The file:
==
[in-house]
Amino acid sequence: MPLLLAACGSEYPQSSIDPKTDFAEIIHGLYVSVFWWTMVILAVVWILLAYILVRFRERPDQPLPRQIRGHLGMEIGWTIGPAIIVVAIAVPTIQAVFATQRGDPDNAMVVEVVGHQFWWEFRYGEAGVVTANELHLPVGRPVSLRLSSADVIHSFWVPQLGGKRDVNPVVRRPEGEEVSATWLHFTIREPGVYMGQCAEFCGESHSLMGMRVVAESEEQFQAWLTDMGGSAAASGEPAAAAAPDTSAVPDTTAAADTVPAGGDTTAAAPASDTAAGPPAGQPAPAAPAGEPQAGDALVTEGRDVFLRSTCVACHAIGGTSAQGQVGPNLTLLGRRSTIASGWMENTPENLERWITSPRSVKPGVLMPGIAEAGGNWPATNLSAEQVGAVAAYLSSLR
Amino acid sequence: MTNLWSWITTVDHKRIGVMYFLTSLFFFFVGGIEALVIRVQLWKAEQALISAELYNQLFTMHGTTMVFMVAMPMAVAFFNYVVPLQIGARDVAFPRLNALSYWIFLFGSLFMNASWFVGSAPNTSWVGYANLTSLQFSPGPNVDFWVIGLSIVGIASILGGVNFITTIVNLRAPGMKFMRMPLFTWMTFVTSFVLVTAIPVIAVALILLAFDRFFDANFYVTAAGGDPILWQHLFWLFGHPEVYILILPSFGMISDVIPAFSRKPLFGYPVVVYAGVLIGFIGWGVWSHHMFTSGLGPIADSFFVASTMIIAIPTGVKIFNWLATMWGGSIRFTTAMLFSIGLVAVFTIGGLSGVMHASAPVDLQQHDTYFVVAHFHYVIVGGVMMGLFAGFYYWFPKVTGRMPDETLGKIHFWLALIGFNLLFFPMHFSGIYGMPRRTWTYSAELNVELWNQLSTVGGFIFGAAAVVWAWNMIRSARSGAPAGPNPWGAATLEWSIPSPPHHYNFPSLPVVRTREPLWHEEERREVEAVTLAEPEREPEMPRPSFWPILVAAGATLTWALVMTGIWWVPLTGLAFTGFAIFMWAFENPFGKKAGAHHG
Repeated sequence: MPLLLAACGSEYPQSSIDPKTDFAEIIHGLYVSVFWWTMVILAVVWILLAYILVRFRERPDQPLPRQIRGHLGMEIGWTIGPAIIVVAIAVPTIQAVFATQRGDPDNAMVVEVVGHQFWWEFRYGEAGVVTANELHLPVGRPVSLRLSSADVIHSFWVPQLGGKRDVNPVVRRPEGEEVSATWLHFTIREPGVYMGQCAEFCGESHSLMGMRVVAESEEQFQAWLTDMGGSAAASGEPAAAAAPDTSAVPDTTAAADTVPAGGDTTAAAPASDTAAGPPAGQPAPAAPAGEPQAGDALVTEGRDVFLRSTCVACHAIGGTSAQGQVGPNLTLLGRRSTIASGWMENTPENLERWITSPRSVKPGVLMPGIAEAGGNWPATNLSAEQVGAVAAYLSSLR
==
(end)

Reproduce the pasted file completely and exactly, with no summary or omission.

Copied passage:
[in-house]
Amino acid sequence: MPLLLAACGSEYPQSSIDPKTDFAEIIHGLYVSVFWWTMVILAVVWILLAYILVRFRERPDQPLPRQIRGHLGMEIGWTIGPAIIVVAIAVPTIQAVFATQRGDPDNAMVVEVVGHQFWWEFRYGEAGVVTANELHLPVGRPVSLRLSSADVIHSFWVPQLGGKRDVNPVVRRPEGEEVSATWLHFTIREPGVYMGQCAEFCGESHSLMGMRVVAESEEQFQAWLTDMGGSAAASGEPAAAAAPDTSAVPDTTAAADTVPAGGDTTAAAPASDTAAGPPAGQPAPAAPAGEPQAGDALVTEGRDVFLRSTCVACHAIGGTSAQGQVGPNLTLLGRRSTIASGWMENTPENLERWITSPRSVKPGVLMPGIAEAGGNWPATNLSAEQVGAVAAYLSSLR
Amino acid sequence: MTNLWSWITTVDHKRIGVMYFLTSLFFFFVGGIEALVIRVQLWKAEQALISAELYNQLFTMHGTTMVFMVAMPMAVAFFNYVVPLQIGARDVAFPRLNALSYWIFLFGSLFMNASWFVGSAPNTSWVGYANLTSLQFSPGPNVDFWVIGLSIVGIASILGGVNFITTIVNLRAPGMKFMRMPLFTWMTFVTSFVLVTAIPVIAVALILLAFDRFFDANFYVTAAGGDPILWQHLFWLFGHPEVYILILPSFGMISDVIPAFSRKPLFGYPVVVYAGVLIGFIGWGVWSHHMFTSGLGPIADSFFVASTMIIAIPTGVKIFNWLATMWGGSIRFTTAMLFSIGLVAVFTIGGLSGVMHASAPVDLQQHDTYFVVAHFHYVIVGGVMMGLFAGFYYWFPKVTGRMPDETLGKIHFWLALIGFNLLFFPMHFSGIYGMPRRTWTYSAELNVELWNQLSTVGGFIFGAAAVVWAWNMIRSARSGAPAGPNPWGAATLEWSIPSPPHHYNFPSLPVVRTREPLWHEEERREVEAVTLAEPEREPEMPRPSFWPILVAAGATLTWALVMTGIWWVPLTGLAFTGFAIFMWAFENPFGKKAGAHHG
Repeated sequence: MPLLLAACGSEYPQSSIDPKTDFAEIIHGLYVSVFWWTMVILAVVWILLAYILVRFRERPDQPLPRQIRGHLGMEIGWTIGPAIIVVAIAVPTIQAVFATQRGDPDNAMVVEVVGHQFWWEFRYGEAGVVTANELHLPVGRPVSLRLSSADVIHSFWVPQLGGKRDVNPVVRRPEGEEVSATWLHFTIREPGVYMGQCAEFCGESHSLMGMRVVAESEEQFQAWLTDMGGSAAASGEPAAAAAPDTSAVPDTTAAADTVPAGGDTTAAAPASDTAAGPPAGQPAPAAPAGEPQAGDALVTEGRDVFLRSTCVACHAIGGTSAQGQVGPNLTLLGRRSTIASGWMENTPENLERWITSPRSVKPGVLMPGIAEAGGNWPATNLSAEQVGAVAAYLSSLR